CBP officer, holding Watson’s passport: “What do you do?

Watson: “Journalism.”

CBP officer: “So you write propaganda, right?

Watson: “No.”

CBP officer: “You’re a journalist?

Watson: “Yes.

CBP officer: “You write propaganda, right?

Watson: “No. I am in journalism. Covering national security. And homeland security. And with many of the same skills I used in the U.S. Army as a public affairs officer. Some would argue that’s propaganda.

CBP officer: “You’re a journalist?

Watson: “Yes.

CBP officer: “You write propaganda, right?

Watson waited five seconds. Then: “For the purposes of expediting this conversation, yes.

CBP officer, a fourth time: “You write propaganda, right?

Watson, again: “For the purposes of expediting this conversation, yes.

CBP officer: “Here you go.”

At that point, the CBP officer handed back the passport.


Title: Re: Quis custodiet ipsos custodes?
Post by: nanning on November 14, 2019, 05:45:26 AM
Thank you vox for this.
Deep state developments are much more dangerous and advanced then most people realise I think. I guess that for some deeply insane people "1984" is a manual, SF-dreams are real and technology means unlimited magic. Hostile environment indeed.
Title: Re: Quis custodiet ipsos custodes?
Post by: TerryM on November 14, 2019, 08:49:52 AM
The most terrifying example I've seen was an autonomous sniper rifle that was fed a large number of facial recognition files. When it recognised a face it aimed and shot the individual.

The technology should be illegal, but it's our governments that are developing and deploying it. Rather than asking if it will fall into the wrong hands we should accept that the wrong people are those that develop such devices.

This is the stuff of nightmares, not dreams.
Title: Re: Quis custodiet ipsos custodes?
Post by: sidd on November 15, 2019, 12:40:55 AM
Re: autonomous sniper rifle

Judging by the nonexistent security of most hardware and software, that sniper rifle would be immediately hacked 30 ways from sunday to shoot anyone the hacker decided to put in the face recognition database.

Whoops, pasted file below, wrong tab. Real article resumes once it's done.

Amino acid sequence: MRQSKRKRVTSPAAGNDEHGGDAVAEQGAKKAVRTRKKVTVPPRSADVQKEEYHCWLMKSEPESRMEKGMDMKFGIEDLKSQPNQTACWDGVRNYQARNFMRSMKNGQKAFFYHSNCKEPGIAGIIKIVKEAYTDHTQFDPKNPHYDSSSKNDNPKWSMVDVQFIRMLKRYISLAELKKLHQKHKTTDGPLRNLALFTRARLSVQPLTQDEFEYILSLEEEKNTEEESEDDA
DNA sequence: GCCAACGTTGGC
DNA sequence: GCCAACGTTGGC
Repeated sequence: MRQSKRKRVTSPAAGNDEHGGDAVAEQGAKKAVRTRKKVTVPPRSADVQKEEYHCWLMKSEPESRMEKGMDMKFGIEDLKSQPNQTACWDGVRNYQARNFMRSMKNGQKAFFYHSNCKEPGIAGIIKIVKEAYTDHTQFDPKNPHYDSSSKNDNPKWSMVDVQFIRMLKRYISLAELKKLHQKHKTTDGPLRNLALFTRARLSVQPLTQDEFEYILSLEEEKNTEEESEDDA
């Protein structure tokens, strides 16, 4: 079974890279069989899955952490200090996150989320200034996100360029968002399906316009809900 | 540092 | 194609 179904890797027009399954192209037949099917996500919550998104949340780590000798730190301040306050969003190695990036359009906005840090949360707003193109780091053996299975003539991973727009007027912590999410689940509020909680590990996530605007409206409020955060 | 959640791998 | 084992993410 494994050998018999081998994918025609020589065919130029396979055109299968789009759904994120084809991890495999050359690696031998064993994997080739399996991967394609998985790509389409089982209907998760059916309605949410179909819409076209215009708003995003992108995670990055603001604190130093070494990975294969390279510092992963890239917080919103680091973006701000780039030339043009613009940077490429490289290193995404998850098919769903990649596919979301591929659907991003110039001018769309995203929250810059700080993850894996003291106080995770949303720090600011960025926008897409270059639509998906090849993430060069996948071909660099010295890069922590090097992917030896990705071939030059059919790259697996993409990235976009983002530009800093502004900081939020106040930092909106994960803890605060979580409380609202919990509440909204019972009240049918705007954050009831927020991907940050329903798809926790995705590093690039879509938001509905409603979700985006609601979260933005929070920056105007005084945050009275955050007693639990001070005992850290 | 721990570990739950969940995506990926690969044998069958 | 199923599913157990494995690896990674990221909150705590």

Title: Re: Quis custodiet ipsos custodes?
Post by: vox_mundi on November 15, 2019, 01:06:59 AM
I don't know about the personalized ones, but Russia, S.Korea, and Israel are actively using autonomous machine-guns for border surveillance. These don't discriminate once you enter the kill-box.

Facial recognition is still a little buggy if your target is not well represented in the training data.
Title: Re: Quis custodiet ipsos custodes?
Post by: oren on November 15, 2019, 09:40:17 PM
Among Israel's various atrocities, this is one I've not yet heard of.
Looking it up, these are not autonomous machine guns, but rather remotely operated ones.
Title: Re: Quis custodiet ipsos custodes?
Post by: vox_mundi on June 23, 2020, 11:24:38 PM
So much for government transparency; apparently I am now an 'enemy of the state' ...


DHS Expands Insider-Threat Program to Cover Everyone Who Accesses Its Info

... The letter, penned by Chief Security Officer Richard McComb—who still occupies that role today—recommended “expanding the scope of the DHS Insider Threat Program beyond the protection of classified information to include the threats posed to the department by all individuals with access to the department’s facilities, information, equipment, networks or systems.”

“Originally, the ITP focused on the detection, prevention, and mitigation of unauthorized disclosure of classified information by DHS personnel with active security clearances,” the impact statement reads. “The memorandum expands the scope of the ITP to its current breadth: threats posed to the department by all individuals who have or had access to the department’s facilities, information, equipment, networks, or systems.”

This update officially changes the department’s definition of “insider” to include anyone who has ever had access to DHS resources—physical or digital.

The impact assessment also notes the new definitions require the collection of new information from sources not tapped previously.

“As part of this update, information available to the ITP may now come from any DHS component, office, program, record or source, including records from information security, personnel security and systems security for both internal and external security threats,” the document states.

New information sources also include data “lawfully obtained” through “access from any United States government agency, other domestic or foreign government entity, and from a private sector entity.”